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Have you watched these great DVDs?

June 16, 2011 11:34 IST

The Platoon Blu-ray editionThe biggest DVD and Blu-ray attraction this week is True Grit, the remake of the John Wayne classic that became a big hit for brothers Joel and Ethan Coen. The gritty, sparse but emotionally engaging film was made for $38 million and grossed $150 million across the world.

Also vying for attention are the recent releases of the classics Usual Suspects and Platoon, and the not-so-well known but highly interesting oldies Those Lips, Those Eyes and The Destructors.

In the Coen brothers' hit film, the relatively new Hailee Steinfeld plays Mattie Ross, a gutsy 14-year-old trying to find her father's killer. Rooster Cogburn (Jeff Bridges) is the ageing and cynical gunman she hires to help her and Matt Damon is Laboeuf, a Texas Ranger who comes along for the ride. Like many other characters in the film, there is some mystery about him too.

'It's not just a simple revenge story,' Damon says of the plot inspired by Charles Portis' novel that was also the basis of the 1969 film. 'The characters are so deeply drawn... It's really this coming-of-age story and this loss of innocence for this girl.'

The 25th anniversary edition of Oliver Stone's best known and most successful film Platoon looks so sharp in the Blu-ray and DVD combo pack that you should seriously consider buying the pack even if you have the older DVD version.

Winner of four Oscars including Best Picture and Director, it was called 'a staggering study of war' by The Washington Post. Though many distinguished war films, including Deer Hunter and Apocalypse Now have been made in the last few decades, Platoon's appeal remains.

The new set comes with half a dozen exciting extras including deleted and extra scenes from the movie which had powerful performances by Charlie Sheen, William Dafoe and Tom Berenger. Apart from the theatrical trailers and specials like The Legacy of Platoon, you will also get a few history lessons on how the war went wrong in Vietnam and thousands of lives were destroyed.

The story revolves around Private Chris Taylor (Sheen), a college dropout who volunteers for combat in Vietnam. After facing death and destruction head-on, he also has to wrestle with his own private demons. His torment increases as he struggles to deal with his fellow soldiers after an illegal killing of villagers.

Stone, a Vietnam war veteran, distilled many scenes from his own experiences in the script. The provocative film became an overnight hit.

It still remains gripping, and though it was made on a comparatively small budget by Hollywood standards, it grabs you because of the ensemble performance, a gripping script and tight editing.

This is one of the best examples of HD transfer. For all those who doubt the power of Blu-ray, here is a movie that will silence them.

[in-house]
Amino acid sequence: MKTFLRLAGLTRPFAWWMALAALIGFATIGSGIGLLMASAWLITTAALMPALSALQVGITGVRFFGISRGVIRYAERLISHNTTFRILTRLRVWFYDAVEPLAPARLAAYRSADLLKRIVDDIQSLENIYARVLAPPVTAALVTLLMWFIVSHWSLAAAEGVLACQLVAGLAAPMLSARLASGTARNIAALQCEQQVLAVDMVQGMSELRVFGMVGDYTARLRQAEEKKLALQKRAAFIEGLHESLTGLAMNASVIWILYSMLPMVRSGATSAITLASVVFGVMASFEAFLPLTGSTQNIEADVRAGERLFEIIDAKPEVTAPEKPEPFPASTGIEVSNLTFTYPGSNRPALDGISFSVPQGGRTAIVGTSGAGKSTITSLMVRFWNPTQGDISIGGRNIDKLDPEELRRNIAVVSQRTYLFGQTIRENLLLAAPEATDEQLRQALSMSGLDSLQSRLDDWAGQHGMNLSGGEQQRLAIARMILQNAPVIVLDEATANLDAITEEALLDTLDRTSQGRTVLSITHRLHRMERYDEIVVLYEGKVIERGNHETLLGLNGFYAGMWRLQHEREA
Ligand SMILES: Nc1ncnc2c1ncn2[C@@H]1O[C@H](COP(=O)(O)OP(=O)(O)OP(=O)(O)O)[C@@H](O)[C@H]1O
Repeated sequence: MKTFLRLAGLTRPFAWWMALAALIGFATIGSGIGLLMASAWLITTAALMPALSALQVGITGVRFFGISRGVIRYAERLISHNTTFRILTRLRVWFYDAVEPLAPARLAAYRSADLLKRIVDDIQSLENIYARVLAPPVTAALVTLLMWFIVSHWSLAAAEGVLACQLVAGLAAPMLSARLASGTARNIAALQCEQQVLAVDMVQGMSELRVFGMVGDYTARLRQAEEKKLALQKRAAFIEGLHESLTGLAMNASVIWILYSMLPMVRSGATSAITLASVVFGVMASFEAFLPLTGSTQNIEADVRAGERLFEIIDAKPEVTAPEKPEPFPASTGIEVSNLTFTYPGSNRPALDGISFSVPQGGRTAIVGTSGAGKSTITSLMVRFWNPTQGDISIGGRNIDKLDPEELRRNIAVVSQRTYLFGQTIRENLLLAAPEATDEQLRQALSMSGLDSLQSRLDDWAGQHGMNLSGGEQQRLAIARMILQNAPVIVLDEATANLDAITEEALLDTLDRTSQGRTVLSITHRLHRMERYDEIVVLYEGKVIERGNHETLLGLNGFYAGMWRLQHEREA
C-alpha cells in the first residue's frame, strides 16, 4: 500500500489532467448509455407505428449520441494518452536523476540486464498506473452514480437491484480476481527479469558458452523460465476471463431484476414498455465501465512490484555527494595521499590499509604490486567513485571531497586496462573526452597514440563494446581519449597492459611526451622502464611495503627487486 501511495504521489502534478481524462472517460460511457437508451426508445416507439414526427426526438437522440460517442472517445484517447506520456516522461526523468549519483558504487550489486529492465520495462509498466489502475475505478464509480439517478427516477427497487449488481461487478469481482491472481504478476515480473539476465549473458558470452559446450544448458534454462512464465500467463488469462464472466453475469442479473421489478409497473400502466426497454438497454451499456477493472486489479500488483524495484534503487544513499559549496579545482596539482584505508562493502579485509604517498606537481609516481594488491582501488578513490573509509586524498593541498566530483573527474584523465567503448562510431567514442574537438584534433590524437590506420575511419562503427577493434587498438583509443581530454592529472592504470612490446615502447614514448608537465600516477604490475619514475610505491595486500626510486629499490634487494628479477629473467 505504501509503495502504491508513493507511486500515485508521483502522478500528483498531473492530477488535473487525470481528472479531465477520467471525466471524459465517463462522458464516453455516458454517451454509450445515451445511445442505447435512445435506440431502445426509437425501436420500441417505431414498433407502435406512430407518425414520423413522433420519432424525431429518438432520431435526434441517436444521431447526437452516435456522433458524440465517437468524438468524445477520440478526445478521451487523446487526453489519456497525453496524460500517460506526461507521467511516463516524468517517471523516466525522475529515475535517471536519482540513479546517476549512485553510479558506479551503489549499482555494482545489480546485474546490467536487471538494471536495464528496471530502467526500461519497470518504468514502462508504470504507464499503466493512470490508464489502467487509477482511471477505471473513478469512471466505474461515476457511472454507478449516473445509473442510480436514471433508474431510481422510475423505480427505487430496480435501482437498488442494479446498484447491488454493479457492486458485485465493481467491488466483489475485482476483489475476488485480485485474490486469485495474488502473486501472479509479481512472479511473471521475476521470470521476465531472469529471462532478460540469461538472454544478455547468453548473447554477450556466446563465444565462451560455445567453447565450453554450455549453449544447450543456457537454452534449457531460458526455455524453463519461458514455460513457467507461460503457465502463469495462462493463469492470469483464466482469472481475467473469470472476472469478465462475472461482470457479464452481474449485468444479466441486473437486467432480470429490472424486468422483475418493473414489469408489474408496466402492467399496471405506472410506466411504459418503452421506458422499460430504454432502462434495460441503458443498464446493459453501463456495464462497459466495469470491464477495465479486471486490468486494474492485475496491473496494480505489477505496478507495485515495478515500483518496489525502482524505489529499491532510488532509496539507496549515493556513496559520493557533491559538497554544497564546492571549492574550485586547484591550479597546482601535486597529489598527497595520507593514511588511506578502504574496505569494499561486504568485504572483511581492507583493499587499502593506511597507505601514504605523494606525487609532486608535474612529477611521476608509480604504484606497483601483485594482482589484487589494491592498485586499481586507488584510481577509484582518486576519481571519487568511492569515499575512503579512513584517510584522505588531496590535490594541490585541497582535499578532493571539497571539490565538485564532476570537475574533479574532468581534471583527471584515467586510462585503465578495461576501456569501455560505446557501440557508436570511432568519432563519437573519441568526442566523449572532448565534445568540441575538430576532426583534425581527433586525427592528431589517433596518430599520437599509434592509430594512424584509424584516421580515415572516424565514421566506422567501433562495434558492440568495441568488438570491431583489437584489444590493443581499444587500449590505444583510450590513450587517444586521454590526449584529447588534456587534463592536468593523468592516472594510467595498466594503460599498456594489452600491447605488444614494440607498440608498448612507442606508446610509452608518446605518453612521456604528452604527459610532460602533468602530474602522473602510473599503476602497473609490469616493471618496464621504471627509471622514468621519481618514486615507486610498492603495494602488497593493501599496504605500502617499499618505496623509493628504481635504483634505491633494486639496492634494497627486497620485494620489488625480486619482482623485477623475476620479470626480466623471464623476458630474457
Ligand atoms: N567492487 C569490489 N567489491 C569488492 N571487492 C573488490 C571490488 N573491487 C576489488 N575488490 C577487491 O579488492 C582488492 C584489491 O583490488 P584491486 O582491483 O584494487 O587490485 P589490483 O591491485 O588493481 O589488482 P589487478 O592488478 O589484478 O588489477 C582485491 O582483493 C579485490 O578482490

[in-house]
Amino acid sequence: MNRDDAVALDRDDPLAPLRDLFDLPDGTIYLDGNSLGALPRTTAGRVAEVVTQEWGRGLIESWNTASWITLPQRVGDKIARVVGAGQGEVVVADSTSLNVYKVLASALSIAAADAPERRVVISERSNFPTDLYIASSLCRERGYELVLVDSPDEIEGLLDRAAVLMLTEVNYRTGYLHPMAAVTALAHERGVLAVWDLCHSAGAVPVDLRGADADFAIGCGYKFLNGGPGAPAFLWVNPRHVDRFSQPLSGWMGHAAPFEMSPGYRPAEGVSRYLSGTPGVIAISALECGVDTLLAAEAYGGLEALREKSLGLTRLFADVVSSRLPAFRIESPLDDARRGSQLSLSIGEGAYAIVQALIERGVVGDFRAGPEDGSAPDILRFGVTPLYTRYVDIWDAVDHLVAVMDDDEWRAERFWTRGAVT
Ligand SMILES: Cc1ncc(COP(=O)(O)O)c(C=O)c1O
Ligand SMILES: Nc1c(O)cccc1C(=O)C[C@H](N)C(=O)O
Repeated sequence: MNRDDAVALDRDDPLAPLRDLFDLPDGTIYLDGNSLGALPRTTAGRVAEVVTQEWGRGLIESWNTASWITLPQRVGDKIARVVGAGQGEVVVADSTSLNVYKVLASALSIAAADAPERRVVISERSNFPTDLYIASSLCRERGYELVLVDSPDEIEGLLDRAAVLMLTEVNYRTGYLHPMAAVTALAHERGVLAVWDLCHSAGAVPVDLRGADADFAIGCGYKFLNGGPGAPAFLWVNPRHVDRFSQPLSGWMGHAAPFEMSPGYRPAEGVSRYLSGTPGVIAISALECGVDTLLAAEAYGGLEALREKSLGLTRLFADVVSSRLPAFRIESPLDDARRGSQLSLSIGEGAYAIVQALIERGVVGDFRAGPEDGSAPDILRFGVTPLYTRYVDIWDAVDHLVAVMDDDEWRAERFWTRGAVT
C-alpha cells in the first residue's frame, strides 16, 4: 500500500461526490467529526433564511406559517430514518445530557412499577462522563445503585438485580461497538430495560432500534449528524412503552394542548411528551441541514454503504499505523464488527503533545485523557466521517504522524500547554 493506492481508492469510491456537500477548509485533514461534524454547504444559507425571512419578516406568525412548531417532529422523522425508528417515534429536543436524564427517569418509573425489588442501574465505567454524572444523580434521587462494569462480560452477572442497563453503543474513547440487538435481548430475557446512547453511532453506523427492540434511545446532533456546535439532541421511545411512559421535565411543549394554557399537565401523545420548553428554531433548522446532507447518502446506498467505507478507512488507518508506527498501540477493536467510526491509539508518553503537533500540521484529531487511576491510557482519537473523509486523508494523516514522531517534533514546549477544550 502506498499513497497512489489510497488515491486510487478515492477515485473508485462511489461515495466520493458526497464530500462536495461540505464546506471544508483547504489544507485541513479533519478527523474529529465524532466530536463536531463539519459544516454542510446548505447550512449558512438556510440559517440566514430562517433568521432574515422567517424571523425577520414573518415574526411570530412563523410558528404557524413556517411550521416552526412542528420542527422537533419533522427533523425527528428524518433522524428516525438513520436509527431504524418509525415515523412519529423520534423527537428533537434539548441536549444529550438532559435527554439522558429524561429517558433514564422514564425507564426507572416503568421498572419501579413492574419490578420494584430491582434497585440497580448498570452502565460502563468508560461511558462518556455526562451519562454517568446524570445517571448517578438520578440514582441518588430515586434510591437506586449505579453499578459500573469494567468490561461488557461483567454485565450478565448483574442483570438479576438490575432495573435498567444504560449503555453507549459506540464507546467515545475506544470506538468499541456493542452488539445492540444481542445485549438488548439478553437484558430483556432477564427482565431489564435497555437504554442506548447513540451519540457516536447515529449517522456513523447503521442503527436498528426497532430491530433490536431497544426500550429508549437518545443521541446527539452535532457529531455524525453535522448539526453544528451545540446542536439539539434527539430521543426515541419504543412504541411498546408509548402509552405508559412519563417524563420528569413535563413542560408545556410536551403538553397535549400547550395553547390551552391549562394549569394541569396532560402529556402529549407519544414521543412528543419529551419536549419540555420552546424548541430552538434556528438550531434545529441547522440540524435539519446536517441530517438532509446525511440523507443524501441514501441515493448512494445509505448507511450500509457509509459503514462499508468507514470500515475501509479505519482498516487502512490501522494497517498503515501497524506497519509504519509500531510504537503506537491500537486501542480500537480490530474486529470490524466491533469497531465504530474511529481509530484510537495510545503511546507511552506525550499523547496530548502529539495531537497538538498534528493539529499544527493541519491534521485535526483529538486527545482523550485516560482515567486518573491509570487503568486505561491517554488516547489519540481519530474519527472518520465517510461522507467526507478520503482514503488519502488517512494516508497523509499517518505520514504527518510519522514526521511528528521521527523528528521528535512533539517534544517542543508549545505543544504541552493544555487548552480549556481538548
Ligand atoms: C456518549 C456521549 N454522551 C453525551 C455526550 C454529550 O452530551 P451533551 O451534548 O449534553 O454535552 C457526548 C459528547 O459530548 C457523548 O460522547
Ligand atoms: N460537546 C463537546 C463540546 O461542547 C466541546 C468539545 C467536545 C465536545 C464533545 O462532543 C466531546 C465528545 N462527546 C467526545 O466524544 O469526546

The DVD market scene in recent months has been enriched by the release of many fascinating movies which were not sensational hits in their days. MGM home video has released many films worth watching at home that could make an older generation nostalgic and give a younger generation the opportunity to discover some less known oldies.

The 1974 film, The Destructors, directed by Richard Parrish is the story of a resilient and resourceful American Embassy official in Paris who is ordered to break a narcotics ring, and his moral dilemma. It features Michael Caine, Anthony Quinn and James Mason.

In Those Lips, Those Eyes, a stage-struck adolescent learns about love the hard way while interning in Ohio during the early 1950s. It is a pleasure to watch Frank Langella who after the film's release went on to become a busy character actor in movies and on Broadway.

The 1980 movie is a pleasant romance about a pre-med student Artie Shoemaker who gets a job as a prop boy at a summer theatre. He is not good at the job and is about to be sacked when the group's leading man, Harry Crystal, steps in and protects him. Crystal's talent might be limited, but his charm is great and his heart is big and always open. He helps start a romance between Artie and one of the dancing girls in the troupe.

Before Bryan Singer went on to make big budget films in Hollywood such as X-Men and Superman Returns, he directed a modestly budgeted film that became a cult classic. Now, The Usual Suspects, featuring such great character artists as Kevin Spacey, Benicio Del Toro and Pete Postlethwaite is available on Blu-ray.

The story of a grand heist and the mastermind controlling it, the film won an Oscar for Spacey and another for best screenplay. It is one of the cleverest films in its genre. To get the full pleasure of the film and see below its many layers, you need to see it several times, and this Blu-ray version, though devoid of the extras, is to be prized. It makes the ever intriguing drama even more exciting and gripping because it is all sharply focused.

The Blu-ray edition comes in a book-box. The disc is sandwiched between a booklet that offers an intriguing history of the film and an afterword which discusses the much praised climax of the underground hit. In discussing how this film became a sleeper hit, film historian Richard Tanne discusses its unusual ending. He quotes screenplay writer Christopher McQuarrie who says: 'It's not a movie with a twist that hangs on a twist. We were very careful to engineer that movie for a second viewing.'

Tanne, who praises the ensemble performances in the film, gives ample credit to Singer, 'who brought a vibrant, almost fable-like approach to the story-telling, avoiding the gritty, pulpy and arguably cliched style of the crime genre.'

The booklet also updates the careers of the actors and film-makers.

Arthur J Pais in New York